Very high-resistance fault on a 525 kV transmission line - Case study
2009 62nd Annual Conference for Protective Relay Engineers
This paper analyzes a 300 ohm primary ground fault, which is an unusually high value for a 525 kV transmission line in southeastern Brazil. This case study emphasizes the techniques used by the analysts. Considering that the fault impedance was larger than those usually observed in single-phase faults on extra-high-voltage (EHV) lines, this paper discusses the probable cause of the fault and mentions an analysis technique to evaluate such faults. The protective relaying community lacks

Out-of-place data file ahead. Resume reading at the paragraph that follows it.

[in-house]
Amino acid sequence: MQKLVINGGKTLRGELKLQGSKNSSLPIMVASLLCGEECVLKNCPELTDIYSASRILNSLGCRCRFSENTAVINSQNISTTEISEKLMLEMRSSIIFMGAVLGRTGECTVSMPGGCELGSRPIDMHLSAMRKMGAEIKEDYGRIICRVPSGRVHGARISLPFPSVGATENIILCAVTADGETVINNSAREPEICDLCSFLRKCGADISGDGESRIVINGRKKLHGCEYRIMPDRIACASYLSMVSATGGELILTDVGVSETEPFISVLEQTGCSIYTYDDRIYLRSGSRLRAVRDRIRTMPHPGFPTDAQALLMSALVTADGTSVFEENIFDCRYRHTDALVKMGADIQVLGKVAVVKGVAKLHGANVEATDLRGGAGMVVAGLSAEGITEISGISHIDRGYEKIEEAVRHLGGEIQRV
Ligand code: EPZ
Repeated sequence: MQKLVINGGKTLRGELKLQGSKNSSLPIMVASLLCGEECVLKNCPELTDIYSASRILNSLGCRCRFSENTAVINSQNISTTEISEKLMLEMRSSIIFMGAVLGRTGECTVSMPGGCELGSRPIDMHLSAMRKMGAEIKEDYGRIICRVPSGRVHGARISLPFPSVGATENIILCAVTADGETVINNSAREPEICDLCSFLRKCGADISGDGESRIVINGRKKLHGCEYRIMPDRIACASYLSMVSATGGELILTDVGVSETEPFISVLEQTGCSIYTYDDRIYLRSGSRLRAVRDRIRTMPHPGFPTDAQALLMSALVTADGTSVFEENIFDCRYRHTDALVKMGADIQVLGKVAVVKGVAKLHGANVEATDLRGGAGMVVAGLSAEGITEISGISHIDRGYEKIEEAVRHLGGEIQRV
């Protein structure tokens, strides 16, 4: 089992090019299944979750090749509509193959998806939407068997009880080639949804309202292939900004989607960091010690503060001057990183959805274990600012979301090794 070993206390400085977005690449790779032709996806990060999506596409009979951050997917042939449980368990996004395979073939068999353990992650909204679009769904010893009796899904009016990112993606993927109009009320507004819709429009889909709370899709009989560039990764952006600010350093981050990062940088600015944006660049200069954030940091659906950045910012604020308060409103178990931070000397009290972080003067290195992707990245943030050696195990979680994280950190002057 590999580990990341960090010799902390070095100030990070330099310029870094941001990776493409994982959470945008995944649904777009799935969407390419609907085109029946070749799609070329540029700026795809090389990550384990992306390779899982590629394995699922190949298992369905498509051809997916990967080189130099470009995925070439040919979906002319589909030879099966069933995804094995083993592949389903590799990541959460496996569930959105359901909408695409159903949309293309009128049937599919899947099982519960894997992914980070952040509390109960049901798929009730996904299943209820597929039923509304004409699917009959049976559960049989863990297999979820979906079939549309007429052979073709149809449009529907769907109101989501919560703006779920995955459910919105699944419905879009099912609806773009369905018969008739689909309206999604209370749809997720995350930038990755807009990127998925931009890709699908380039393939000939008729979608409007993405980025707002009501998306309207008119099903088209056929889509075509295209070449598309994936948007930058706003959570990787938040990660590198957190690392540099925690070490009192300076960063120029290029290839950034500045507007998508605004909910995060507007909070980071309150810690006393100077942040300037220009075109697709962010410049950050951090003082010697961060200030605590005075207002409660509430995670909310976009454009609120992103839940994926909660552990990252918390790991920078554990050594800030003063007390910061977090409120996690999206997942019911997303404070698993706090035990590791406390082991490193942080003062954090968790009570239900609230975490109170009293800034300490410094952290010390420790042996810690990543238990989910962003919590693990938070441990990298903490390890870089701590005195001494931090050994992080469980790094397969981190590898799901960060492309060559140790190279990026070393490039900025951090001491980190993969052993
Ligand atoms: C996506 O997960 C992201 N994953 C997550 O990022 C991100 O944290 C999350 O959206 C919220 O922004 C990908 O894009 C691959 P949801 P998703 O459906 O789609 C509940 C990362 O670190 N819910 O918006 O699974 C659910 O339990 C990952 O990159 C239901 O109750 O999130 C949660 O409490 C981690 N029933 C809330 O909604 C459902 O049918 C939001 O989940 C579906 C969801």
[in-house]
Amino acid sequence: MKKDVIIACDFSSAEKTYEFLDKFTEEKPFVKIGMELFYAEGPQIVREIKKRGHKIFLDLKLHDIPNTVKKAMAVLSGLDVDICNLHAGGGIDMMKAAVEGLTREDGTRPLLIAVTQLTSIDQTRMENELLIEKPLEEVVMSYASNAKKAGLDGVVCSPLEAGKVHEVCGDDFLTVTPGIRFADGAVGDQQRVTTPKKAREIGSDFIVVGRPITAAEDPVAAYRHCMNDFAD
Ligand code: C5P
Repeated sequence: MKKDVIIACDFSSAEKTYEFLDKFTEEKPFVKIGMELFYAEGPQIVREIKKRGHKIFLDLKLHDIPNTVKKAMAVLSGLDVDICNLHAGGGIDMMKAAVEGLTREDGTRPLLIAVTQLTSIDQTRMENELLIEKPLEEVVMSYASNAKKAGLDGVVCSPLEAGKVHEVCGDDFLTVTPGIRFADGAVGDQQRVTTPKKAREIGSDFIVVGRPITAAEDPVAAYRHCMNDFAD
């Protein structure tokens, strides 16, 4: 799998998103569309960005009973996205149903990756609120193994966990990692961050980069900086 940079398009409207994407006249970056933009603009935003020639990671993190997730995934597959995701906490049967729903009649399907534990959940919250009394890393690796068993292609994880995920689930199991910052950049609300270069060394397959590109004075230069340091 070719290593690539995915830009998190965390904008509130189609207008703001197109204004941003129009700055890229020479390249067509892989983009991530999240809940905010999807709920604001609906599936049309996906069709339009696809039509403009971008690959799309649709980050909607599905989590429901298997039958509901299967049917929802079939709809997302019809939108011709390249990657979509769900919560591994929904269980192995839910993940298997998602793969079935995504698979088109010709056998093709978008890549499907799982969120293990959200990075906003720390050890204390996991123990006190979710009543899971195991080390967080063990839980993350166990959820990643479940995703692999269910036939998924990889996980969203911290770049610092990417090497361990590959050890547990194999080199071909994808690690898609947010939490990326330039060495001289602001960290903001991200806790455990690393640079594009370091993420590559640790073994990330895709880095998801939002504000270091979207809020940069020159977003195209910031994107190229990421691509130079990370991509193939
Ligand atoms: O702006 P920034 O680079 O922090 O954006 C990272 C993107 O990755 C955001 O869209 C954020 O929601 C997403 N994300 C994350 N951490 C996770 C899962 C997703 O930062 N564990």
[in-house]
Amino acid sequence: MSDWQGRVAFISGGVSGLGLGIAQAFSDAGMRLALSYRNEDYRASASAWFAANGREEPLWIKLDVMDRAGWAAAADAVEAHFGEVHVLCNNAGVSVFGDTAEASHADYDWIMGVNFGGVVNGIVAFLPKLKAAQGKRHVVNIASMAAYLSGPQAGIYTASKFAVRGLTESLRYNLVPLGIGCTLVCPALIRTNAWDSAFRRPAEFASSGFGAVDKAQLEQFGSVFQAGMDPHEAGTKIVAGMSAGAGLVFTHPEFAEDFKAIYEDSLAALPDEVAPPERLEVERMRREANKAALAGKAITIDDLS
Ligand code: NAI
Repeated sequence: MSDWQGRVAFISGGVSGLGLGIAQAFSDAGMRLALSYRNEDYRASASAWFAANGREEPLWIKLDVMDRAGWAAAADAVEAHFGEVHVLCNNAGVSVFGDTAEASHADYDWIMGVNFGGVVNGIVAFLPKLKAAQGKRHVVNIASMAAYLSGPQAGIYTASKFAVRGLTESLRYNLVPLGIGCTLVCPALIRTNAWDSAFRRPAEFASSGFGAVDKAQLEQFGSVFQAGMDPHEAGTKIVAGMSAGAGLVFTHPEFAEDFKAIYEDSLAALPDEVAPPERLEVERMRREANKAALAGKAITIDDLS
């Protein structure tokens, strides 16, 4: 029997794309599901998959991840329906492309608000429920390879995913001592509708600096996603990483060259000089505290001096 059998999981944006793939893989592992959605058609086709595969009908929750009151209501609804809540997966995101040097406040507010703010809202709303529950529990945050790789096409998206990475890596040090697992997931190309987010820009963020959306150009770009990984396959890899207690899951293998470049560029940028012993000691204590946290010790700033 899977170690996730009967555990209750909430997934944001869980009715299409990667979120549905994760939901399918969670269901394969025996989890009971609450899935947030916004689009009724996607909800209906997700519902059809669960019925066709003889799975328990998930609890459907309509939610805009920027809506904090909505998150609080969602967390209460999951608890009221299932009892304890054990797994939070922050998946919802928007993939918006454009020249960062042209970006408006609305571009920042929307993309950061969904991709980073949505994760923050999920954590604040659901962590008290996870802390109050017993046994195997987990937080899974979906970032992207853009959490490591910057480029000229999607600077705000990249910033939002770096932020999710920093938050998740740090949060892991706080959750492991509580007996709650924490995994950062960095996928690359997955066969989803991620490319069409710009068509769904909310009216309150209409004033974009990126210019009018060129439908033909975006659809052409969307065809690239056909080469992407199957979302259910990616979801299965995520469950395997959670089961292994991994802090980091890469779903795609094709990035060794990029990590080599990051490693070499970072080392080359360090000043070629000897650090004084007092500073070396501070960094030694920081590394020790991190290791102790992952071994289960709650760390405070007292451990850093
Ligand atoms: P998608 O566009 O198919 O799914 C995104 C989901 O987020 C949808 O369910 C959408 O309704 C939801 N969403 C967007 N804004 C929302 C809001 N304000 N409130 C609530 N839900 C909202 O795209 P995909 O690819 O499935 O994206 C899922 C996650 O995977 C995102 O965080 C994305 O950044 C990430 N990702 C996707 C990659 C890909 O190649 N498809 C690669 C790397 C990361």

... on regarding the causes and values of fault resistances to ground on high-voltage (HV) and EHV transmission lines. The objectives of this paper are to stimulate research and contribute to the collection of very high-resistance fault information. The analysis techniques are presented using symmetrical components and fault calculations to arrive at fault parameter values that are very close to the ones provided by protective relays. The performance of the line protection is evaluated for the specific fault conditions, with calculation of the observed impedances and currents. The importance of the ground overcurrent directional protection on a pilot directional comparison scheme is shown. Speculation on the widespread use of differential protection for transmission lines should stimulate discussions of line protection philosophies and applications. The criteria for the resistive reach setting of the quadrilateral ground distance characteristic are presented to show an evolution of past criteria and to open discussion about the setting limits. The conclusions of this paper highlight the importance of present event report analysis techniques regarding fault calculation software and the need for appropriate settings criteria for the resistive ground distance element threshold. This paper also supports the use of ground directional overcurrent protection with a pilot scheme for HV and EHV transmission line protection, while proposing the widespread use of differential functions for transmission lines, even for the most extensive cases. Enrique Altman received his BSEE degree from the University of Misiones, Argentina, in 2004. Since 2005, his professional experience includes working as an electrical engineer and manager at TRANSENER, which is an operation and maintenance company of electrical power systems.